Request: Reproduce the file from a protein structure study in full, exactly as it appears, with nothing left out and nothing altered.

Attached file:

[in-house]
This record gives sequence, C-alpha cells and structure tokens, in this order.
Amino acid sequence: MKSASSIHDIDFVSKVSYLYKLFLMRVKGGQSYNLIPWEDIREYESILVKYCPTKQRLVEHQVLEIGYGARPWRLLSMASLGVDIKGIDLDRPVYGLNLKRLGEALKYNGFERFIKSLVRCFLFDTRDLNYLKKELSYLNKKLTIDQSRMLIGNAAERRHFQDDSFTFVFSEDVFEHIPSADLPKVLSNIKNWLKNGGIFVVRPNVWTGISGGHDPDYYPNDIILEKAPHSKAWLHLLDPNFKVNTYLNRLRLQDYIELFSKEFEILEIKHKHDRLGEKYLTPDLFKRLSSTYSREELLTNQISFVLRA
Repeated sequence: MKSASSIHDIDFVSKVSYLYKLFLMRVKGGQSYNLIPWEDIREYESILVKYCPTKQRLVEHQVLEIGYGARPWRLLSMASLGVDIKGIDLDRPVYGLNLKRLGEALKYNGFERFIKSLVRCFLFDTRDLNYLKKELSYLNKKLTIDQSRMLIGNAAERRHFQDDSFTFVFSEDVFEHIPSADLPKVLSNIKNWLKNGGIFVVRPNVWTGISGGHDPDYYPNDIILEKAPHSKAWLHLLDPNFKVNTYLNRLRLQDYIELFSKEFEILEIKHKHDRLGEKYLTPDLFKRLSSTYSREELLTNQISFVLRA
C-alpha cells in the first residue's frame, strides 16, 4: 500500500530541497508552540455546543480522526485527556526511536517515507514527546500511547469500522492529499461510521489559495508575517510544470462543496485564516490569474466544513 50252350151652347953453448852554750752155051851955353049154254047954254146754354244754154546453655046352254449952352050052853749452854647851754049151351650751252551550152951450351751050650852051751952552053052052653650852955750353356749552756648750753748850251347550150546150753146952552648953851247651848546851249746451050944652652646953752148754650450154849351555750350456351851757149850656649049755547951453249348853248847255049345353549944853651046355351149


[in-house]
This record gives sequence, C-alpha cells and structure tokens, in this order.
Amino acid sequence: MKSASSIHDIDFVSKVSYLYKLFLMRVKGGQSYNLIPWEDIREYESILVKYCPTKQRLVEHQVLEIGYGARPWRLLSMASLGVDIKGIDLDRPVYGLNLKRLGEALKYNGFERFIKSLVRCFLFDTRDLNYLKKELSYLNKKLTIDQSRMLIGNAAERRHFQDDSFTFVFSEDVFEHIPSADLPKVLSNIKNWLKNGGIFVVRPNVWTGISGGHDPDYYPNDIILEKAPHSKAWLHLLDPNFKVNTYLNRLRLQDYIELFSKEFEILEIKHKHDRLGEKYLTPDLFKRLSSTYSREELLTNQISFVLRA
Repeated sequence: MKSASSIHDIDFVSKVSYLYKLFLMRVKGGQSYNLIPWEDIREYESILVKYCPTKQRLVEHQVLEIGYGARPWRLLSMASLGVDIKGIDLDRPVYGLNLKRLGEALKYNGFERFIKSLVRCFLFDTRDLNYLKKELSYLNKKLTIDQSRMLIGNAAERRHFQDDSFTFVFSEDVFEHIPSADLPKVLSNIKNWLKNGGIFVVRPNVWTGISGGHDPDYYPNDIILEKAPHSKAWLHLLDPNFKVNTYLNRLRLQDYIELFSKEFEILEIKHKHDRLGEKYLTPDLFKRLSSTYSREELLTNQISFVLRA
C-alpha cells in the first residue's frame, strides 16, 4: 500500500530541497508552540455546543480522526485527556526511536517515507514527546500511547469500522492529499461510521489559495508575517510544470462543496485564516490569474466544513 50252350151652347953453448852554750752155051851955353049154254047954254146754354244754154546453655046352254449952352050052853749452854647851754049151351650751252551550152951450351751050650852051751952552053052052653650852955750353356749552756648750753748850251347550150546150753146952552648953851247651848546851249746451050944652652646953752148754650450154849351555750350456351851757149850656649049755547951453249348853248847255049345353549944853651046355351149